“Companies routinely hire child and consumer psychologists to conduct research to help them target children effectively. Children’s vulnerabilities are played on as advertisers sell images of perfection and increase the pressure to have the latest ‘in vogue’ fashion and gadgets.”

In my own fieldwork, I regularly witnessed the consequences of mass commercialism. Teens had to buy to fit in and if they couldn’t buy, they were pressured to steal. Identity is constructed and status is marked by consumption. The goal of so many teens when they grow up is to make money so that they can buy the right things.

It’s easy to demonize marketers – they make for good punching bags – but many of us live off of the cud of advertising and marketing. Most of the tech industry is indebted to advertising and much of what we use for “free” is because we are eyeballs that can be manipulated. The entire structure of contemporary capitalism rests on companies ability to compete for consumers and, when they’ve saturated the market, create reasons for consumers to keep coming back for more more more. Not surprisingly, one of the reasons that companies have tapped into children is because they are the only true “new” market. More problematically, healthy economies are based on growth and growth doesn’t happen when people just consume what they need. Manipulation is central to a healthy economy – you have to convince people that they want your product so that you can report good news to your stockholders.

This presents a huge moral dilemma:

  • How can companies be both ethical and financially successful?
  • What are the moral responsibilities of a company when it comes to children’s consumption?

These are hard questions, but questions that I think that we need to start asking ourselves if for no other reason than because “teachers and parents now look to the advertising and marketing industries to become more socially responsible over their targeting of children and young people and for the Government to step in should they not live up to their responsibilities.”

(Thanks to Anastasia. News coverage of this report can be found at The Telegraph.)

This is a Shift 6 post. For more discussion, check out the comments there.

remix culture and fair use: a new study

Folks over at the Center for Social Media have just released a new study on copyright and creativity. They identify nine common types of re-appropriation practices that use copyrighted material:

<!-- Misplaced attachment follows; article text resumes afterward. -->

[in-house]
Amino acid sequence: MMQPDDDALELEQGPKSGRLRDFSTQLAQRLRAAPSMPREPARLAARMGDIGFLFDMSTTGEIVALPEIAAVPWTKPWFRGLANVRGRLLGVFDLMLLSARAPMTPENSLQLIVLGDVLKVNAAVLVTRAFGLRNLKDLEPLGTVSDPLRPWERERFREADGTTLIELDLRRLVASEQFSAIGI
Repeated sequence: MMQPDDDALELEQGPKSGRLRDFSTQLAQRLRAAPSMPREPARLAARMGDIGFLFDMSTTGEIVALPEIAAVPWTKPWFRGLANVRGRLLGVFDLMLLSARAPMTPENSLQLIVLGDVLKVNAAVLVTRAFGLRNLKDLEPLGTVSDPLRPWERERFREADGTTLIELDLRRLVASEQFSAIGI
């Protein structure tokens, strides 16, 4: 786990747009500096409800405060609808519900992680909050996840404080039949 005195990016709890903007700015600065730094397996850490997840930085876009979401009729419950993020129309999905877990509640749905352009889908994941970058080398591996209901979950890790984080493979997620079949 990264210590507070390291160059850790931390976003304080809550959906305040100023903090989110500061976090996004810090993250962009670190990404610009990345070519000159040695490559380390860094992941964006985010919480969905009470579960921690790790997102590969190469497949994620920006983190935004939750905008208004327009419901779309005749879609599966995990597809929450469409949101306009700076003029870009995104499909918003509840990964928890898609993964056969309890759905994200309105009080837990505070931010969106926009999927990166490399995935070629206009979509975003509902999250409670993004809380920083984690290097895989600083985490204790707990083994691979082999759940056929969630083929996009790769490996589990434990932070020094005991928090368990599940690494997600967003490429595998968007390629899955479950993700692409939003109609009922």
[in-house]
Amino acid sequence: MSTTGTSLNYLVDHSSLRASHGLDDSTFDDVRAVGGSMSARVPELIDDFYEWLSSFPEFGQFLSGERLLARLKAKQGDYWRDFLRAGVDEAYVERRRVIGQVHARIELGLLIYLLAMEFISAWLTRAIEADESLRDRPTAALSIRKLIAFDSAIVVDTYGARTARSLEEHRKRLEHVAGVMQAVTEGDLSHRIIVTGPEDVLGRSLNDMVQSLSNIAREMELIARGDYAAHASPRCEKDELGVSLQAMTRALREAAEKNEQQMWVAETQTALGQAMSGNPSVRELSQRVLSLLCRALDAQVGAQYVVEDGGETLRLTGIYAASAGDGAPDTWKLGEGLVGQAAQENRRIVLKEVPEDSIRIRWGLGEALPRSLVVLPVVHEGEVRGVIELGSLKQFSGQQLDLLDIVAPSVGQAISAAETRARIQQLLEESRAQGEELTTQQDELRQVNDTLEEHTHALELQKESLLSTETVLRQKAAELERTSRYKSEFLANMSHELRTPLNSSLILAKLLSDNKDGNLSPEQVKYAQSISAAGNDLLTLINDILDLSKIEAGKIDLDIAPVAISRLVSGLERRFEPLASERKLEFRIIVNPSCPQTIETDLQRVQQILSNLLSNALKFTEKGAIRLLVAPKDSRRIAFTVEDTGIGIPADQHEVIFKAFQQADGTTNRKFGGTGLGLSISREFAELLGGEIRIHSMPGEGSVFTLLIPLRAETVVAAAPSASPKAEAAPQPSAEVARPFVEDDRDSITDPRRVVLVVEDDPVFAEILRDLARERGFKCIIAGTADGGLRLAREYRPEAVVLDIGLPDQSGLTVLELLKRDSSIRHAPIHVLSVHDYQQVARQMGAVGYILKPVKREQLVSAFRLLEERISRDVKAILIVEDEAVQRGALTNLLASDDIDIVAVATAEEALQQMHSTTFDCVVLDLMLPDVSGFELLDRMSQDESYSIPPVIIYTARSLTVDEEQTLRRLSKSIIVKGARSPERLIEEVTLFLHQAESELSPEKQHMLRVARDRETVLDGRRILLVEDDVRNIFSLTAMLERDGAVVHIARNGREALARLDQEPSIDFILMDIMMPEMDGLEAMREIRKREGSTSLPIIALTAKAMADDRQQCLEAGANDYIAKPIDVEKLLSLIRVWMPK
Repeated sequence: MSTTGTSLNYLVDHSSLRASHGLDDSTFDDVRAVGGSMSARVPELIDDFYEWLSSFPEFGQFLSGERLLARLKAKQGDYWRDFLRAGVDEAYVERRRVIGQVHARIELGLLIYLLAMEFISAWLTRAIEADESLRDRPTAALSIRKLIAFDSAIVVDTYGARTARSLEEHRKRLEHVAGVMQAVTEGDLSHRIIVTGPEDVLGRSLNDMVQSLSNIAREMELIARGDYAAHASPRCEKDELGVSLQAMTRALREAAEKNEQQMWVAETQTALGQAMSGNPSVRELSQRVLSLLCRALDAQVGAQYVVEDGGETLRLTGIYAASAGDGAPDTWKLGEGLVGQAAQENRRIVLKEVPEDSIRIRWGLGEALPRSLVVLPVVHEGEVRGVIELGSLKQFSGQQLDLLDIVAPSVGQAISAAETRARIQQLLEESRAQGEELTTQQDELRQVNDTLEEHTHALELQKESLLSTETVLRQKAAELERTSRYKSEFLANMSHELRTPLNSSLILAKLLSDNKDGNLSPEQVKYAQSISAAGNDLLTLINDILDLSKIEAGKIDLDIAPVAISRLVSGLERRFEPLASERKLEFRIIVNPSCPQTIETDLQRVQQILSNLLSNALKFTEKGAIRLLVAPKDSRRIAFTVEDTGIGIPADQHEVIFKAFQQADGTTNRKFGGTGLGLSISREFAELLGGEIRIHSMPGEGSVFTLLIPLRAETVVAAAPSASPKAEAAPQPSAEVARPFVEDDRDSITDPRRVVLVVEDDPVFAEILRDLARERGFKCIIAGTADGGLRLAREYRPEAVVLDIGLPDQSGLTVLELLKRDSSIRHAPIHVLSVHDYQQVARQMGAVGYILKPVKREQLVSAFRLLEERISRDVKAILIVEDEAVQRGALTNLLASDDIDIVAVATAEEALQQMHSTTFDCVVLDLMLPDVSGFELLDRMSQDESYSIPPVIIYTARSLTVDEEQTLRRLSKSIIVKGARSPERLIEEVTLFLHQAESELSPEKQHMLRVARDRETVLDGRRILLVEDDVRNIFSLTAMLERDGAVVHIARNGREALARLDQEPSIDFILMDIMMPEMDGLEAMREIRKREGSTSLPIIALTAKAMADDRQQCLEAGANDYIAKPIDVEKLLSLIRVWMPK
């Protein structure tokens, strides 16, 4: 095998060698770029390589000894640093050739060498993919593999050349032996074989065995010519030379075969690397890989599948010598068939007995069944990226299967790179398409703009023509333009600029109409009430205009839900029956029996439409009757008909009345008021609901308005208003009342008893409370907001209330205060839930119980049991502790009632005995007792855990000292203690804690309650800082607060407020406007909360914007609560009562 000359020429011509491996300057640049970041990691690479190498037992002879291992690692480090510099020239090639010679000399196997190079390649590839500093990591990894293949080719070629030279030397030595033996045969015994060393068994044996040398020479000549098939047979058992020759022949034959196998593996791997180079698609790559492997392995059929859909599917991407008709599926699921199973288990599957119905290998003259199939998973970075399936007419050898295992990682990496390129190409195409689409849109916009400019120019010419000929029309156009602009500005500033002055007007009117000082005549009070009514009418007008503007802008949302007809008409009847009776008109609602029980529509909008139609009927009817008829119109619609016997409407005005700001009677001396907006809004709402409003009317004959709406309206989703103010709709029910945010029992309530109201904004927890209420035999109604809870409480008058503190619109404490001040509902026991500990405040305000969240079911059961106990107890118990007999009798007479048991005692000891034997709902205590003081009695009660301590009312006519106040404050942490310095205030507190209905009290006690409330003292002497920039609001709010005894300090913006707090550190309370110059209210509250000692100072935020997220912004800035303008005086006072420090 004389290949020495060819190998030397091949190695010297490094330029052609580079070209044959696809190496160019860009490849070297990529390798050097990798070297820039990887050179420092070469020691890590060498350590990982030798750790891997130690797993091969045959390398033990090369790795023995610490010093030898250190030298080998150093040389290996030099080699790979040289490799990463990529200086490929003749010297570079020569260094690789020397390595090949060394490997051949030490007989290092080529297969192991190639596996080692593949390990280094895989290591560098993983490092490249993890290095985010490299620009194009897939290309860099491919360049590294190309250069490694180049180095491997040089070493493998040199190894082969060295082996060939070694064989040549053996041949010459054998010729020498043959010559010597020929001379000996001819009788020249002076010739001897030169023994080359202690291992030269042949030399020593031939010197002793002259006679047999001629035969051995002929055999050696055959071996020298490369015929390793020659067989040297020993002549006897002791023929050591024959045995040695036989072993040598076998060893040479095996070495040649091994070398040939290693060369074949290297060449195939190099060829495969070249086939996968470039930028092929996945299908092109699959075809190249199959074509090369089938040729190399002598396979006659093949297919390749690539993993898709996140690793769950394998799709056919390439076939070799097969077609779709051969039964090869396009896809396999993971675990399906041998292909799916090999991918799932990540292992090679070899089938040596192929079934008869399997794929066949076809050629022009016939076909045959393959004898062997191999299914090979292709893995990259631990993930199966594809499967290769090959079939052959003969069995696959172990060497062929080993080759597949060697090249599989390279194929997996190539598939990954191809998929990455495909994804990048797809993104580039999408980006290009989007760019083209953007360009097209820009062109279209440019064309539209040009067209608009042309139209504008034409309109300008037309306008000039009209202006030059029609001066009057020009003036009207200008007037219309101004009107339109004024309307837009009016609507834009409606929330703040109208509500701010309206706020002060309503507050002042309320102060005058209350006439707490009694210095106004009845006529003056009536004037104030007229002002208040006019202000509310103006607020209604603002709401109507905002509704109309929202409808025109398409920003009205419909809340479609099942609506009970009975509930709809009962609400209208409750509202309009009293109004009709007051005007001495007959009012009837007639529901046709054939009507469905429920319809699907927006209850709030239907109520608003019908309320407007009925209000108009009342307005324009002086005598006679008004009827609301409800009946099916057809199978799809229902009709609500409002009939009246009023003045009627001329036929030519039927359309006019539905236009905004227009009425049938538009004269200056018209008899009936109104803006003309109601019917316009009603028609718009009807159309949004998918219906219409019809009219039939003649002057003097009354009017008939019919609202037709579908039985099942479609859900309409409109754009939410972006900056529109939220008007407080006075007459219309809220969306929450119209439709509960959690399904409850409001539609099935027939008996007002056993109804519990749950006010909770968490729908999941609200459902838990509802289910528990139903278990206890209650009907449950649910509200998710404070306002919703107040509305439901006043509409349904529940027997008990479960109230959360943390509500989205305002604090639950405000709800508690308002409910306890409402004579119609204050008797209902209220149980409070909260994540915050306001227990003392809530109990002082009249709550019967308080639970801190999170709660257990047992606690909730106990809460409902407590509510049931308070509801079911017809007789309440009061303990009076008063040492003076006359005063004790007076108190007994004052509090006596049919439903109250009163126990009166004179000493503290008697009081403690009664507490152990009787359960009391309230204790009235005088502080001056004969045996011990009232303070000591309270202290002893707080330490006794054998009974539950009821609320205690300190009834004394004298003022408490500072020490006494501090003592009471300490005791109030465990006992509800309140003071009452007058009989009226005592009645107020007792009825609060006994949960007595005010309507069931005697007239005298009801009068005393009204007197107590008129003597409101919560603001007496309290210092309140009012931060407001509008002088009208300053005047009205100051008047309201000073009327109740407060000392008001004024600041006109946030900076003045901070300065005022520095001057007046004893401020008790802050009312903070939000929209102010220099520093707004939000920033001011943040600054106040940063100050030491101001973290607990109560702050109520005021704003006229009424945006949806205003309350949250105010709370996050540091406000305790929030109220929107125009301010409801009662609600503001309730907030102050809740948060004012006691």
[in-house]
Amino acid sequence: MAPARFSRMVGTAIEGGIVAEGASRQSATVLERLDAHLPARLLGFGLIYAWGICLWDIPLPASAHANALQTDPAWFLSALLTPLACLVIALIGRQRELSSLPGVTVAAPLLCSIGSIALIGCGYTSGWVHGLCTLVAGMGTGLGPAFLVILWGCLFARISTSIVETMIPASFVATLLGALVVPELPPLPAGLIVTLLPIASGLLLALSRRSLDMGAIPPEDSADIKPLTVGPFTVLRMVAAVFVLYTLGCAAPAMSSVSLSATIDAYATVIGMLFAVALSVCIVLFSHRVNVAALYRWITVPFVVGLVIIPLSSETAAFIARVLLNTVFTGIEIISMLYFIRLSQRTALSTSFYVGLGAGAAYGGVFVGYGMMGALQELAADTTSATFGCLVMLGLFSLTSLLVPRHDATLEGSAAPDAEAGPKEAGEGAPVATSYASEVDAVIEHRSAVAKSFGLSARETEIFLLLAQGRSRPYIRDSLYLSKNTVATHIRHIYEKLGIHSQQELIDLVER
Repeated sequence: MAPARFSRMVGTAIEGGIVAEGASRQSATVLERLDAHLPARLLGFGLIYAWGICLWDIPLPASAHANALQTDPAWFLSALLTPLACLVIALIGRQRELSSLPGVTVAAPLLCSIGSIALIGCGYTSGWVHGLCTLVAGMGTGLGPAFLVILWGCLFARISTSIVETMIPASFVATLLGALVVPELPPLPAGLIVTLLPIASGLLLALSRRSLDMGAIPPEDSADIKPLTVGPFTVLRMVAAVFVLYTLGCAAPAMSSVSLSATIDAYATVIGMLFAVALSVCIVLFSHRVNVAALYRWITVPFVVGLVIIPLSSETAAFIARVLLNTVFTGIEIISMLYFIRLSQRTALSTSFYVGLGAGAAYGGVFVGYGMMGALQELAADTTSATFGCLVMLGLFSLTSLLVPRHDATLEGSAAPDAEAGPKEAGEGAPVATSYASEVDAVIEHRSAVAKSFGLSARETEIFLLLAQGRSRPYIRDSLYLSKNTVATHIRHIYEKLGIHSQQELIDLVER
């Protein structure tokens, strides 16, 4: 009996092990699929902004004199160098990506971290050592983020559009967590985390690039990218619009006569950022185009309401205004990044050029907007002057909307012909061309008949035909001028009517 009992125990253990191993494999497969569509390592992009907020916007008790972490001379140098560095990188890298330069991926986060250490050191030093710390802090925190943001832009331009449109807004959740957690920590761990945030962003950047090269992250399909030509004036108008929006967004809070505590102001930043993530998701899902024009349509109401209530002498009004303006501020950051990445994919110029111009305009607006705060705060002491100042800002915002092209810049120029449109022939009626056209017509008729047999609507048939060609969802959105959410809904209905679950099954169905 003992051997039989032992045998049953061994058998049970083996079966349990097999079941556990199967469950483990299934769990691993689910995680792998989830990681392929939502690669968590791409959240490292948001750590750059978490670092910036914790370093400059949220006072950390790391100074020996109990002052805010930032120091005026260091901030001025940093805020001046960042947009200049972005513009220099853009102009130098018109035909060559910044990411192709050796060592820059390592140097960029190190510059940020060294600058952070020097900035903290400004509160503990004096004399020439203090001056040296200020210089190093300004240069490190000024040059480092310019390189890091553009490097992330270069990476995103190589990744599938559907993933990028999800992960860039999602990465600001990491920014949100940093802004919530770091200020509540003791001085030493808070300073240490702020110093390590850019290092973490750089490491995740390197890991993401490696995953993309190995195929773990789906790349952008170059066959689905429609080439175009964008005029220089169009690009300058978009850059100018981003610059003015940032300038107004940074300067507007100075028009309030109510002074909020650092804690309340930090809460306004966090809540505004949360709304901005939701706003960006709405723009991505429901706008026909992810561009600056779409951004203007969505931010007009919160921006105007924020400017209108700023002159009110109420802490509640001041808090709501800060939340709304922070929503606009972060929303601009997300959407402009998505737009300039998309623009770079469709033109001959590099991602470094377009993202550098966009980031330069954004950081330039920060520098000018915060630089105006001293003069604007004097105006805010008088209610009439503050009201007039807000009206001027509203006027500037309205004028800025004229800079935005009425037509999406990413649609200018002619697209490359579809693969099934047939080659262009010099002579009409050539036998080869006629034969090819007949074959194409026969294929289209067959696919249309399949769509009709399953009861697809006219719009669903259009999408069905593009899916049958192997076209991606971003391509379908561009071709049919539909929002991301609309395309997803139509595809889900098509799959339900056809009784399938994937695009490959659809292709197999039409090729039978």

• Parody and satire: Copyrighted material used in spoofing of popular mass media, celebrities or politicians (Baby Got Book)
  • Negative or critical commentary: Copyrighted material used to communicate a negative message (Metallica Sucks)
  • Positive commentary: Copyrighted material used to communicate a positive message (Steve Irwin Fan Tribute)
  • Quoting to trigger discussion: Copyrighted material used to highlight an issue and prompt public awareness, discourse (Abstinence PSA on
  • Illustration or example: Copyrighted material used to support a new idea with pictures and sound (Evolution of Dance)
  • Incidental use: Copyrighted material captured as part of capturing something else (Prisoners Dance to Thriller)
  • Personal reportage/diaries: Copyrighted material incorporated into the chronicling of a personal experience (Me on stage with U2… AGAIN!!!)
  • Archiving of vulnerable or revealing materials: Copyrighted material that might have a short life on mainstream media due to controversy (Stephen Colbert’s Speech at the White House Correspondents’ Dinner)
  • Pastiche or collage: Several copyrighted materials incorporated together into a new creation, or in other cases, an imitation of sorts of copyrighted work (Apple Commercial)

This study interrogates these practices in the context of copyright law, namely “fair use.” They try to assess which way the courts might fall depending on practice. They also offer potential defenses that creators can make if they were sued in an attempt to build best-practices principles. They also categorize exemplar videos that fall into each category.

For those who aren’t familiar with U.S. law, fair use is quite tricky because courts address it on a case by case basis after someone is sued. There is no list of what constitutes fair use. Thus, remixers engaging in practices that would collectively be viewed as fair use never have certainty that what they’re doing is legal. Because court cases are extremely costly (especially for the lone defendant in the face of Big Mega Corp), corporations can wield a lot of power through the egregious use of “Cease and Desist” letters. Most creators bow down in the face of them even if what they’re doing is totally legit because they are terrified of being sued. In legal terms, a “chilling effect” is when practices are squelched by fear of persecution. Right now, when it comes to remix, we’re in the middle of an ice age. The Chilling Effects Clearinghouse website attempts to counteract some of this effect by collecting and publishing Cease and Desists and other nefarious attempts by corporations to silence fans and critics.

It’s a really really really screwy system that pits little people against big corporations, stifling innovation and creativity. Yet, in order to change it, people have to understand what is taking place, what is at stake, and how to rethink the situation. This is the goal of this study.